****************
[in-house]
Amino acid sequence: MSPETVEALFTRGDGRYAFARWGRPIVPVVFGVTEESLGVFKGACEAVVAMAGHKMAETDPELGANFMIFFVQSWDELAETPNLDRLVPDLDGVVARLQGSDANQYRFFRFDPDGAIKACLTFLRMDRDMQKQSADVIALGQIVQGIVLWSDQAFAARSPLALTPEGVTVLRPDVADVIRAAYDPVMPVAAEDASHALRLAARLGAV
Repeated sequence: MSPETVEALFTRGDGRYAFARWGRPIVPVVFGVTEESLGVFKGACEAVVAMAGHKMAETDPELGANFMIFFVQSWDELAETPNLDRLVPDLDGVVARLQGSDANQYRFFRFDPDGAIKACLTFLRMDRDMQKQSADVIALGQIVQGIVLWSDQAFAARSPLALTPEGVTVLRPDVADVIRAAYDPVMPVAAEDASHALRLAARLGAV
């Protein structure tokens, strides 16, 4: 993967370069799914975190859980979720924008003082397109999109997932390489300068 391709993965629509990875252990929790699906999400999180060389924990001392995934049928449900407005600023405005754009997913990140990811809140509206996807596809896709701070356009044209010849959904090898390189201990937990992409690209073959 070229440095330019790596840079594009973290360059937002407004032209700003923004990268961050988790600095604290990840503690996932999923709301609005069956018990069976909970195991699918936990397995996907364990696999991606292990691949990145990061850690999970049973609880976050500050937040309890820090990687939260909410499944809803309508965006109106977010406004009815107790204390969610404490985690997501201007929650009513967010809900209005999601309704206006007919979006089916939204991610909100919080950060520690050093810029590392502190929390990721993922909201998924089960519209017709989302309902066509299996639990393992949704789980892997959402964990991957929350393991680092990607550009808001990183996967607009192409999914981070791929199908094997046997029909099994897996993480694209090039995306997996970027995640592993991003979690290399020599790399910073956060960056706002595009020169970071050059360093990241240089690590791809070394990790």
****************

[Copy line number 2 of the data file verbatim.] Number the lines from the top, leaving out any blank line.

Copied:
Amino acid sequence: MSPETVEALFTRGDGRYAFARWGRPIVPVVFGVTEESLGVFKGACEAVVAMAGHKMAETDPELGANFMIFFVQSWDELAETPNLDRLVPDLDGVVARLQGSDANQYRFFRFDPDGAIKACLTFLRMDRDMQKQSADVIALGQIVQGIVLWSDQAFAARSPLALTPEGVTVLRPDVADVIRAAYDPVMPVAAEDASHALRLAARLGAV